This article was originally published here
BMJ open. 2022 Mar 28;12(3):e054833. doi: 10.1136/bmjopen-2021-054833.
OBJECTIVES: (1) To summarize and appraise the current evidence of pregnancy outcomes associated with tuberculosis (TB), (2) to assess the state of the science of family planning during tuberculosis treatment, and (3) to provide recommendations to move forward to improve care and outcomes during TB disease.
DESIGN: Systematic review using Preferred Reporting Items for Systematic Reviews and Meta-Analysis (PRISMA) guidelines.
DATA SOURCES: PubMed, Embase, CINAHL, Cochrane, Web of Science and Scopus were surveyed from September 2009 to November 2021.
ELIGIBILITY CRITERIA: Studies were included if they assessed pregnant women with active TB, drug-resistant TB (DR-TB) or TB/HIV co-infection and examined pregnancy, maternal, fetus/delivery and tuberculosis or tuberculosis/HIV co-infection. Studies were also included if they examined family planning services among women starting TB treatment.
DATA EXTRACTION AND SYNTHESIS: Two independent reviewers extracted data using PRISMA guidelines and performed quality assessment using the Joanna-Briggs Institute critical appraisal tools. The level of evidence was reported using Johns Hopkins Evidence-Based Practice guidelines.
RESULTS: 69 studies were included in this review. Case reports, case series, case controls, cohort studies, analyzes of secondary data and a service delivery improvement project in 26 countries constituted the body of evidence. Most studies reported pregnancy complications for mothers (anaemia, postpartum haemorrhage, death) and fetuses or newborns (low birth weight, premature birth, and spontaneous or induced abortions). Few studies have discussed the value of offering family planning in preventing adverse pregnancy outcomes. One study examined the effect of provider training on contraceptive use with increased contraceptive use reported.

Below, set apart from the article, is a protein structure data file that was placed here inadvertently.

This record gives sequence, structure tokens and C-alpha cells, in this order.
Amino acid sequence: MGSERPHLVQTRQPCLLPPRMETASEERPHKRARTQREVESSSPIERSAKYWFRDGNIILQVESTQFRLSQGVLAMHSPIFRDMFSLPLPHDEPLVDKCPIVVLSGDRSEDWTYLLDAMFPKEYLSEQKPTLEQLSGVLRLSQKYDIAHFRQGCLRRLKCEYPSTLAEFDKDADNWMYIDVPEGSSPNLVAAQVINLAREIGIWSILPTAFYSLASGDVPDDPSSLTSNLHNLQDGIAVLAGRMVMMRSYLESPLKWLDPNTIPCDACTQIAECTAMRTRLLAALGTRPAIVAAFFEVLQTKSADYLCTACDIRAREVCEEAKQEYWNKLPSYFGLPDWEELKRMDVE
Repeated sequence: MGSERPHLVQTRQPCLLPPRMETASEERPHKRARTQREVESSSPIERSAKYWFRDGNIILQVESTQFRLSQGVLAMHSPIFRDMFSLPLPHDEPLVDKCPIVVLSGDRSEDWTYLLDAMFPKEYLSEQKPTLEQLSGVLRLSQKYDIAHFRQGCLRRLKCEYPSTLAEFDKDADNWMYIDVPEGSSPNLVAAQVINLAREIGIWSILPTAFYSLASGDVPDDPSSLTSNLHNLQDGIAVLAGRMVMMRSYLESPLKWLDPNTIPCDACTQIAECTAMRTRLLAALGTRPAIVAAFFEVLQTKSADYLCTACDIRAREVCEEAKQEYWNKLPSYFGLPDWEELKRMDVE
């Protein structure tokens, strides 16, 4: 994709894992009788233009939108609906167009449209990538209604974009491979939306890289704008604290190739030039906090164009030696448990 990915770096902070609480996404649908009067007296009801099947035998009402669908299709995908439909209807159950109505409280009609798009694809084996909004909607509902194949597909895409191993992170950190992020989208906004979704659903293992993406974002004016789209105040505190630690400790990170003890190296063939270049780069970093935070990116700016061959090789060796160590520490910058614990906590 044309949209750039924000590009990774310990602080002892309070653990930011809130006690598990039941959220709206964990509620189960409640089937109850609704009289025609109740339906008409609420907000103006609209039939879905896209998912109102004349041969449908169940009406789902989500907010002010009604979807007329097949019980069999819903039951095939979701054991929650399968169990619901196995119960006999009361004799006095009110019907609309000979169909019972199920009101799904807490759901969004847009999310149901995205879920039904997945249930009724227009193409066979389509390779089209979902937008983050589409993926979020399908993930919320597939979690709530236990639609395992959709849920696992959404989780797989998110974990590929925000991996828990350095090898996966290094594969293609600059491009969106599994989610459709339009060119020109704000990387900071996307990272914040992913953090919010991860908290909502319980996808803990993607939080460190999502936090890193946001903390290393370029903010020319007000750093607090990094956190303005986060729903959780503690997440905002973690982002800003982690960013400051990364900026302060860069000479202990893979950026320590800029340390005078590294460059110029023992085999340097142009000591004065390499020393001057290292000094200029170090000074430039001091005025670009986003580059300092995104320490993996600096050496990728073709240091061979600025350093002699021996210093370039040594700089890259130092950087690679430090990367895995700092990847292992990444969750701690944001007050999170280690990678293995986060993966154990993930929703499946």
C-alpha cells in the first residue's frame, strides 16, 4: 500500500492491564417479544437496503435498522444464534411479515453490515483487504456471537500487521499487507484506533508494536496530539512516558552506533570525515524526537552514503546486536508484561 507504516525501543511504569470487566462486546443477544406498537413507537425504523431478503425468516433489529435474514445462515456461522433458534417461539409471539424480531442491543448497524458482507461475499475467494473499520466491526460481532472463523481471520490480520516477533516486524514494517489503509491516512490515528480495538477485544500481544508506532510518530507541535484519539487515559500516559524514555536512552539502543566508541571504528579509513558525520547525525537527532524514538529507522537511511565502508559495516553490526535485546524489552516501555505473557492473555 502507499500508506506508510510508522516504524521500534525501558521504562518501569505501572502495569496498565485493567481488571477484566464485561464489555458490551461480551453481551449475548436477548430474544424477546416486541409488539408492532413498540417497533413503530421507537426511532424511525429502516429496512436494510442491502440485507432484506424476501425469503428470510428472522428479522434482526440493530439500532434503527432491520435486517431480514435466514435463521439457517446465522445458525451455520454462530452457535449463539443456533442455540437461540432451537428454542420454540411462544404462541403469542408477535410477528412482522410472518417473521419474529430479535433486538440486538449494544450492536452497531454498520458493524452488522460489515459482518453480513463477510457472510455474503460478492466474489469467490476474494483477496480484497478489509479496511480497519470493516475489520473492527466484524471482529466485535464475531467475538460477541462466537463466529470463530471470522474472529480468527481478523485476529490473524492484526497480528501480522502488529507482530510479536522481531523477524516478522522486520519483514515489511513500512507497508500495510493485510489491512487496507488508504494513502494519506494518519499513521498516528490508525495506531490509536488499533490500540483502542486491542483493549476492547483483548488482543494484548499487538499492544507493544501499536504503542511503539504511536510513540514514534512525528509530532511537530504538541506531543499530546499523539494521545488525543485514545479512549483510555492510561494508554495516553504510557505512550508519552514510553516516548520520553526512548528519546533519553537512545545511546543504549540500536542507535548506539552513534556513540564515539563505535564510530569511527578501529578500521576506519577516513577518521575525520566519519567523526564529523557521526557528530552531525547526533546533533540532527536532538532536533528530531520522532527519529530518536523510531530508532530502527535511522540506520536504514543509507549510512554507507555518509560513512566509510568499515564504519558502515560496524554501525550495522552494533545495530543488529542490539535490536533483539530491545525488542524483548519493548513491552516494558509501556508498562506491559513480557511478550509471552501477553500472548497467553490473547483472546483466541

CONCLUSIONS: The integration of family planning services within a tuberculosis treatment program is essential to reduce the adverse mother-child effects associated with tuberculosis. Despite well-established adverse pregnancy outcomes, little attention has been paid to family planning to prevent poor pregnancy outcomes in women with TB/DR-TB. Recommendations for clinicians, TB control programs and researchers are provided and reflect the evidence presented in this review.